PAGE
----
Societies where people do not typically wash their hands straight after using the toilet tend to have a much higher exposure to coronavirus, a new study reveals.
Researchers at BHP founder-member the University of Birmingham have discovered that at least 50% of people do not have a habit of automatic handwashing after using the toilet in China (77%), Japan (70%), South Korea (61%) and the Netherlands (50%).
These countries are followed by Thailand and Kenya, where 48% do not have this habit, and Italy with 43%.
In contrast, UK and US frequencies of not handwashing are 25% and 23%, respectively. The best handwashing culture is observed in Saudi Arabia, where only 3% of people do not wash their hands habitually.
Professor Ganna Pogrebna, from Birmingham Business School and Dr. Alex Kharlamov, from Birmingham Law School, published their findings in Regulation & Governance.
Professor Pogrebna commented: “Countries where people do not have a habit of washing their hands automatically tend to have a much higher exposure to COVID-19. In the absence of a cure or vaccine, the current outbreak obliges humanity to find ways of reducing the potential risk of infection.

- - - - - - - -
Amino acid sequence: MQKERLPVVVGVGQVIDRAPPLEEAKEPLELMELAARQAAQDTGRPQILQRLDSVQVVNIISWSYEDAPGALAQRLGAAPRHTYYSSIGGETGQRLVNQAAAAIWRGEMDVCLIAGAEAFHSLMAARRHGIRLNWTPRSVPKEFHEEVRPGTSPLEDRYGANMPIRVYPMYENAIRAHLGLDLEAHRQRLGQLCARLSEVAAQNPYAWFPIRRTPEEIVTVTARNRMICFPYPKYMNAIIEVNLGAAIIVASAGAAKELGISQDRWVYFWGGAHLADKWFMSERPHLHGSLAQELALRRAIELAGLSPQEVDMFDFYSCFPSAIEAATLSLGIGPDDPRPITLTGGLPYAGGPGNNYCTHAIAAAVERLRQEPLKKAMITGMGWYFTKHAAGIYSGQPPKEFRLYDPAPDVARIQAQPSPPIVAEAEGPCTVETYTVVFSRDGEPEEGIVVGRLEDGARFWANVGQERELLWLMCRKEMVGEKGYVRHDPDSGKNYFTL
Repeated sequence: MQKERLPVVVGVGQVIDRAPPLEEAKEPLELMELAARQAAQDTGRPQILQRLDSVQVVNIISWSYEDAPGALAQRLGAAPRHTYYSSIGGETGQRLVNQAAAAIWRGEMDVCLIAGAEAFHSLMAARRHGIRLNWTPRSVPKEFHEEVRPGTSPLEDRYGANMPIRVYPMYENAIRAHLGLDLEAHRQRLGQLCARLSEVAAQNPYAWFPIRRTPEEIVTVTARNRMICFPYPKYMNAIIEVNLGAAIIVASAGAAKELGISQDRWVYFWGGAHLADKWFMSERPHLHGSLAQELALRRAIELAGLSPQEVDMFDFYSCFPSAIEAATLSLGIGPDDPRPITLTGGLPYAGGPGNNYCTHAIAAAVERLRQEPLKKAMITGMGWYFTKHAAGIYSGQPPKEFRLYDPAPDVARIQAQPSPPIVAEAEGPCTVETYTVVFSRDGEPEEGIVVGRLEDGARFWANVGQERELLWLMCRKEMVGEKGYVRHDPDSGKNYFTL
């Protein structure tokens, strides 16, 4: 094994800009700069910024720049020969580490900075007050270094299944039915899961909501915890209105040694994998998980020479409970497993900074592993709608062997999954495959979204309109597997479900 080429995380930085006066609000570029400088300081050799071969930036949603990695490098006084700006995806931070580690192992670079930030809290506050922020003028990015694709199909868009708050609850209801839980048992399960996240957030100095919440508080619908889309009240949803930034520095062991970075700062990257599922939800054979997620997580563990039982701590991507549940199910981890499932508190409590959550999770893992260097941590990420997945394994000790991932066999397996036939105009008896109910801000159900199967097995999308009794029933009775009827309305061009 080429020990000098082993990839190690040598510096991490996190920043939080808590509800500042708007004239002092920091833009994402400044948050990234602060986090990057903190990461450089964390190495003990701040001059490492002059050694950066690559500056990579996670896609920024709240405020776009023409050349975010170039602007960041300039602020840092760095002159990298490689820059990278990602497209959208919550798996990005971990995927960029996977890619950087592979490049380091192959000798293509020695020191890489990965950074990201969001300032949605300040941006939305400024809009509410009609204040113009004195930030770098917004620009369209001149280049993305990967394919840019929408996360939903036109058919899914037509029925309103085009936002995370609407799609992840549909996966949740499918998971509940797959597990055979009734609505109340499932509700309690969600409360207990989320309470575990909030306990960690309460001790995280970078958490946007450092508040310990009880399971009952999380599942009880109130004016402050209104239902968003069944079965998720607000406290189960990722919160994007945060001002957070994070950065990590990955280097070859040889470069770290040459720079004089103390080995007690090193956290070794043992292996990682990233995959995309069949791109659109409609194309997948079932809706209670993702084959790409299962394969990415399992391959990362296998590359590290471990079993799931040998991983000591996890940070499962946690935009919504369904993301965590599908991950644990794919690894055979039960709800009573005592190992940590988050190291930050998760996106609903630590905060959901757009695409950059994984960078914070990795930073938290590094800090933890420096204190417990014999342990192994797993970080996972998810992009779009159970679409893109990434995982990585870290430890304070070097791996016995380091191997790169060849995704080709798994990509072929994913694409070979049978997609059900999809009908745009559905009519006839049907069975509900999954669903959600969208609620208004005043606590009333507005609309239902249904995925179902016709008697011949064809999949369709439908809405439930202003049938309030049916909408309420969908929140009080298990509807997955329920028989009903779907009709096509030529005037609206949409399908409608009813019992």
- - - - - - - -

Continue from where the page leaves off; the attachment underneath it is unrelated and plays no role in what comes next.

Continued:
“Frequent handwashing with soap for at least 20 seconds is widely advised as a preventive measure against COVID-19. It is possible to quickly influence individual hygiene behaviour in the short term, but changing handwashing culture in a particular country – or globally – is a much more difficult task.”
In 2015, the BVA France Sarl , Worldwide Independent Network of Market Research and GALLUP International published data on human handwashing habits from 63 countries around the globe by asking people to agree or disagree with the statement “washing your hands with soap after using a toilet is something you do automatically.“
Professor Pogrebna and Dr. Kharlamov used the dataset of 64,002 respondents as a proxy of handwashing culture to explore the impact of this culture on the COVID-19 outbreak magnitude.
Dr. Alex Kharlamov commented: “Many factors may have contributed to the spread of COVID-19 around the globe, but handwashing culture alone appears to be an important factor in explaining why some countries have been hit harder by the outbreak.
“Time will tell whether the challenges posed by COVID-19 will help to make handwashing culture around the globe more unified. However, the data – adjusted for cultural differences and differences in economic development between countries – demonstrated a very strong correlation between lack of handwashing culture and exposure to the virus.”